Unfortunately, this latter understanding of our national politics let alone of the significance of the liberation struggle did not find resonance in the ruling Zanu PF party. This was where and when it had disembarked from the revolutionary path and undertook elitist policies like Economic Structural Adjustment Programme (Esap) that negated the values of the liberation struggle.
We therefore, and correctly so, took to exercising our liberation struggle won rights of assembly, association and expression, to oppose the hegemony of Zanu PF.
This was done through not only opposing Esap via the Zimbabwe Congress of Trade unions (ZCTU), but also challenging the systematic narrative of political and human rights abuses stemming not only from our new found knowledge of the tragic events and state brutality that occurred in the Matabeleland regions in the early 1980s, but also the failure of the state to meet socio-economic performance legitimacy requirements.
We correctly began to question the meaning of the liberation struggle for the majority. We remained aware of the ineptitude of government but were even more significantly aware of the challenges and responsibilities of alternative national leadership.
That is why toward the 20th anniversary of our national independence the Movement for Democratic Change (MDC) was formed.
True to its founding intentions, the MDC went to the people and began the process of reclaiming the country from the elite and back to the masses. This is why, in the elections of the new millennium, the MDC was to gain ground in both parliament, as well as eventually end up as part of the executive branch of government with the assistance of the Sadc in 2009, only 10 years after its formation.
The reality of the matter is that the latitude that the MDCs had during their tenure in the inclusive government was intended to allow them to demonstrate their ability to not only govern, but to demonstrate greater commitment to the holistic aspirations of the liberation struggle. Both as envisioned in the past as well as in lived reality.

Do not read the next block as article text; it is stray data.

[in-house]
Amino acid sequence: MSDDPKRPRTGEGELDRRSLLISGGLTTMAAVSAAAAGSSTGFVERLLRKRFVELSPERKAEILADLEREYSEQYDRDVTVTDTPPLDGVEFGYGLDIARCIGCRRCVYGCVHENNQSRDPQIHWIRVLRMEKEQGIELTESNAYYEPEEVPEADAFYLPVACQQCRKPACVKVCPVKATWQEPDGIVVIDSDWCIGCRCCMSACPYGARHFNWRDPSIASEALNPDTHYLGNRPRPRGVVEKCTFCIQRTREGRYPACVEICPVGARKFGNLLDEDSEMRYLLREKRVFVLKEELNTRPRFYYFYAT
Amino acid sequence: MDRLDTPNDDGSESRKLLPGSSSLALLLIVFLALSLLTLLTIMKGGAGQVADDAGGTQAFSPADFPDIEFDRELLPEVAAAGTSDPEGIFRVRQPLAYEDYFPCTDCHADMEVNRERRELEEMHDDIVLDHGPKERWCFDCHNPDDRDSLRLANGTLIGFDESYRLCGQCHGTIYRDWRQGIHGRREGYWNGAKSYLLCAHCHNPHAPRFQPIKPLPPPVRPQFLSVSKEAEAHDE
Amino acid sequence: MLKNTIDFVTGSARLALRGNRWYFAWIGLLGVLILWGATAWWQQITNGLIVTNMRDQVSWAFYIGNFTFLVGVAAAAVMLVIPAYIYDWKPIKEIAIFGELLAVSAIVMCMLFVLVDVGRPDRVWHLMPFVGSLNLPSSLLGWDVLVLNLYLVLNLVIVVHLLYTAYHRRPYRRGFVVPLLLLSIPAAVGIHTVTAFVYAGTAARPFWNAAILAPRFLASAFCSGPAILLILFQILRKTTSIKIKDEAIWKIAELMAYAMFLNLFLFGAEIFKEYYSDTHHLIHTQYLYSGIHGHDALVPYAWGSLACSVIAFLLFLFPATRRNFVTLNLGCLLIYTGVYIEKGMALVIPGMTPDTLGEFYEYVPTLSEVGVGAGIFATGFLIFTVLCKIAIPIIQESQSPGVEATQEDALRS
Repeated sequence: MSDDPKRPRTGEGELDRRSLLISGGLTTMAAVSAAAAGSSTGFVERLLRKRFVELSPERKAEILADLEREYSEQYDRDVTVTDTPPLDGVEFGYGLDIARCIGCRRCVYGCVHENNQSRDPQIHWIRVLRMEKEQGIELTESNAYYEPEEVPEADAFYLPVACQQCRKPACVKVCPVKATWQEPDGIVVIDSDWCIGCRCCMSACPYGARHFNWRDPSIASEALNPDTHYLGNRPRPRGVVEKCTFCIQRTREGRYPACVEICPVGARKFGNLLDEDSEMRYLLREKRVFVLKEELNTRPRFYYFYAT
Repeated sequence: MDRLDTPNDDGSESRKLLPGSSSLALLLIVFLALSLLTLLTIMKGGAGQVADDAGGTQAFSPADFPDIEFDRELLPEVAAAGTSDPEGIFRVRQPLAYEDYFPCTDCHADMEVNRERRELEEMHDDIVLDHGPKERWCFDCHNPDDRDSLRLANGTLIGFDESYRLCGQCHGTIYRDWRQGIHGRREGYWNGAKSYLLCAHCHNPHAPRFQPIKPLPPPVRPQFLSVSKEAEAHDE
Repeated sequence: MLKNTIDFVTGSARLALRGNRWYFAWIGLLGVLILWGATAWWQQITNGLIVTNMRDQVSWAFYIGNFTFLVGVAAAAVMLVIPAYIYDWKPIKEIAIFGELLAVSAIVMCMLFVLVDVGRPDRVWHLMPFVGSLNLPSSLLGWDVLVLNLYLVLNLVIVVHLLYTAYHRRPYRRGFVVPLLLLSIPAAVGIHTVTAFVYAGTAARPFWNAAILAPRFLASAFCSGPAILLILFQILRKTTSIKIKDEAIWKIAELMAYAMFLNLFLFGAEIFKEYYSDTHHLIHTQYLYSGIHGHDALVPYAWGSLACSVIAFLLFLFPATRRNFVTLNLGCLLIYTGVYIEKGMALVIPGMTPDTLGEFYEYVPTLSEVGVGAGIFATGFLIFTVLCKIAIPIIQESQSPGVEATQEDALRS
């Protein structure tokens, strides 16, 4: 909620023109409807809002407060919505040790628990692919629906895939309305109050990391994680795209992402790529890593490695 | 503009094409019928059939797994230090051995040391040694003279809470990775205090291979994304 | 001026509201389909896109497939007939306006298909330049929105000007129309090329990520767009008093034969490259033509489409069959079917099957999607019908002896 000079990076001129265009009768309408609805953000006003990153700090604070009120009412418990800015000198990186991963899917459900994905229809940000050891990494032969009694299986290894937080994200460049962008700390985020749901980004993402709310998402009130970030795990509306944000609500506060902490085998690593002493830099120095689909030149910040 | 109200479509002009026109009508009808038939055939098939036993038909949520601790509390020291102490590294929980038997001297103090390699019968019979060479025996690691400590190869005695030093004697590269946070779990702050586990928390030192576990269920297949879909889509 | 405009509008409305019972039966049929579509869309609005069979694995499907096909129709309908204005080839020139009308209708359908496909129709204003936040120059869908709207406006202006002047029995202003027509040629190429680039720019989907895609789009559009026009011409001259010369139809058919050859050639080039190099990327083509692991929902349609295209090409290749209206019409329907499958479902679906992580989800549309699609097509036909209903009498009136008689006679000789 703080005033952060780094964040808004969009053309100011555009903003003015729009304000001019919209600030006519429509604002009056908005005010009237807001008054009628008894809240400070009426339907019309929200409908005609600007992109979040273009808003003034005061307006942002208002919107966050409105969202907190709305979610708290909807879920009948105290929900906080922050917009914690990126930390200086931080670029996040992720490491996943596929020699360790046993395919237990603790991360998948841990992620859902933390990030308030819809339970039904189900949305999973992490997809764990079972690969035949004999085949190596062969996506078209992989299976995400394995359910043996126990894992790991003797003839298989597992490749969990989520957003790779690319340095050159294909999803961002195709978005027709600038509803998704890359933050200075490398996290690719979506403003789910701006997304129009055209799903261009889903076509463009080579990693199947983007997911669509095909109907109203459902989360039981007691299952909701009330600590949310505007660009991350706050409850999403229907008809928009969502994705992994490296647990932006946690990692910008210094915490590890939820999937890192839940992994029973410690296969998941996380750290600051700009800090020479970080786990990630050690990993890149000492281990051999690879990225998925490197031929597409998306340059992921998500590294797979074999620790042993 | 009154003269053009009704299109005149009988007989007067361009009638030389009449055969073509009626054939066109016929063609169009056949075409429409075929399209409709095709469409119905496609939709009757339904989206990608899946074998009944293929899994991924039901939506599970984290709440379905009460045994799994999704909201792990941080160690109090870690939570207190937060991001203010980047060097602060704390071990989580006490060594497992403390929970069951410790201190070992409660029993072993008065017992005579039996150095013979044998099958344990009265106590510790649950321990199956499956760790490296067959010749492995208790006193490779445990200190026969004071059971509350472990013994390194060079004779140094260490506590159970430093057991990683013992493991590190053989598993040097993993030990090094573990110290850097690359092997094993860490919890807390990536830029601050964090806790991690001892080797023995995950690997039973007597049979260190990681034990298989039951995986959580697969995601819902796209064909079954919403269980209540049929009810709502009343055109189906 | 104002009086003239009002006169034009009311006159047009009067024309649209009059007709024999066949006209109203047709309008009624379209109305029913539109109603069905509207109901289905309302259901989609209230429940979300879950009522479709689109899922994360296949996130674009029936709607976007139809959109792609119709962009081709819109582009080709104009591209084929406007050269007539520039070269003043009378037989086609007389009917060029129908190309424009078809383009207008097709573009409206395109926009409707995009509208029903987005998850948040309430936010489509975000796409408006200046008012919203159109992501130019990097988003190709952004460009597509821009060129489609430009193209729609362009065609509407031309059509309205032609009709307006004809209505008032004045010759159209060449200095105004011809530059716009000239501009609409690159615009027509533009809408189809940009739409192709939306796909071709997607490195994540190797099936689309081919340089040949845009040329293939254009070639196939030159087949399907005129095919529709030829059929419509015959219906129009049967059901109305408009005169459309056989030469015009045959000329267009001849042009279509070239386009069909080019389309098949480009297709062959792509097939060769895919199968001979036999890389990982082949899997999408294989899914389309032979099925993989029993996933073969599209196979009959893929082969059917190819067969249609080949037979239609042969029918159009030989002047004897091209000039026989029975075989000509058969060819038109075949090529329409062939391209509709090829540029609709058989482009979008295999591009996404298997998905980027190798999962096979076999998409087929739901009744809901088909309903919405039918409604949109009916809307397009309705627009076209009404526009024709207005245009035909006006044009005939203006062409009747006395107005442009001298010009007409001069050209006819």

The above is a key point to explain, because, whereas it was and has been claimed that the mainstream opposition did not have any ideology, the truth is that its genesis was premised on the basis of social democracy.
Both in relation to its articles of Constitution, as well as in its political origins via the labour, womens’ and student movements. That the leaders of this counter-hegemonic project failed its own aspirations is an indictment of their ahistorical approach to it.
This point brings me to the particular issue of the struggle as I have defined above. It continues. It has to. Not because of individual egos or particular party aspirations. But more because this struggle for social democracy has and still belongs to the people of Zimbabwe.
Therefore, whether this generation of leaders genuinely and organically take it up or not, it shall certainly be taken up by subsequent ones.
Its new path however must be one that acknowledges past successes and failures, and one that specifically departs from celebrating cults and individuals, instead of principles, values and objectives.